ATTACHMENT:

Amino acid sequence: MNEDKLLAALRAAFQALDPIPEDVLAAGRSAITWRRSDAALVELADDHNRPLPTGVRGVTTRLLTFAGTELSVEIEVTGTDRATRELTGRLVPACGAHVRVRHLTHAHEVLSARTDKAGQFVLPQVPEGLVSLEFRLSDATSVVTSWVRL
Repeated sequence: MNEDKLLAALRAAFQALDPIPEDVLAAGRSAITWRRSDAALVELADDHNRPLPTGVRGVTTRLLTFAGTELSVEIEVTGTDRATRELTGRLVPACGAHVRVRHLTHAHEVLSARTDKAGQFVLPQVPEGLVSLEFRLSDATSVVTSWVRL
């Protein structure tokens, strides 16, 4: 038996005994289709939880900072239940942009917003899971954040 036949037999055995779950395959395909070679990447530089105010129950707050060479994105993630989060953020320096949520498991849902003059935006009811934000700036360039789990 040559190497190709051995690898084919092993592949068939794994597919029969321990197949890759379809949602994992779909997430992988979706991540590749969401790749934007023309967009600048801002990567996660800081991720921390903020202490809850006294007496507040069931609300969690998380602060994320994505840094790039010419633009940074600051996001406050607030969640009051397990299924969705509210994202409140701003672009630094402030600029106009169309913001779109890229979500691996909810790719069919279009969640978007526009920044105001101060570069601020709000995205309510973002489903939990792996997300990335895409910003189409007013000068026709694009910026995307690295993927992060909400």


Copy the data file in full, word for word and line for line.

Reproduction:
Amino acid sequence: MNEDKLLAALRAAFQALDPIPEDVLAAGRSAITWRRSDAALVELADDHNRPLPTGVRGVTTRLLTFAGTELSVEIEVTGTDRATRELTGRLVPACGAHVRVRHLTHAHEVLSARTDKAGQFVLPQVPEGLVSLEFRLSDATSVVTSWVRL
Repeated sequence: MNEDKLLAALRAAFQALDPIPEDVLAAGRSAITWRRSDAALVELADDHNRPLPTGVRGVTTRLLTFAGTELSVEIEVTGTDRATRELTGRLVPACGAHVRVRHLTHAHEVLSARTDKAGQFVLPQVPEGLVSLEFRLSDATSVVTSWVRL
């Protein structure tokens, strides 16, 4: 038996005994289709939880900072239940942009917003899971954040 036949037999055995779950395959395909070679990447530089105010129950707050060479994105993630989060953020320096949520498991849902003059935006009811934000700036360039789990 040559190497190709051995690898084919092993592949068939794994597919029969321990197949890759379809949602994992779909997430992988979706991540590749969401790749934007023309967009600048801002990567996660800081991720921390903020202490809850006294007496507040069931609300969690998380602060994320994505840094790039010419633009940074600051996001406050607030969640009051397990299924969705509210994202409140701003672009630094402030600029106009169309913001779109890229979500691996909810790719069919279009969640978007526009920044105001101060570069601020709000995205309510973002489903939990792996997300990335895409910003189409007013000068026709694009910026995307690295993927992060909400």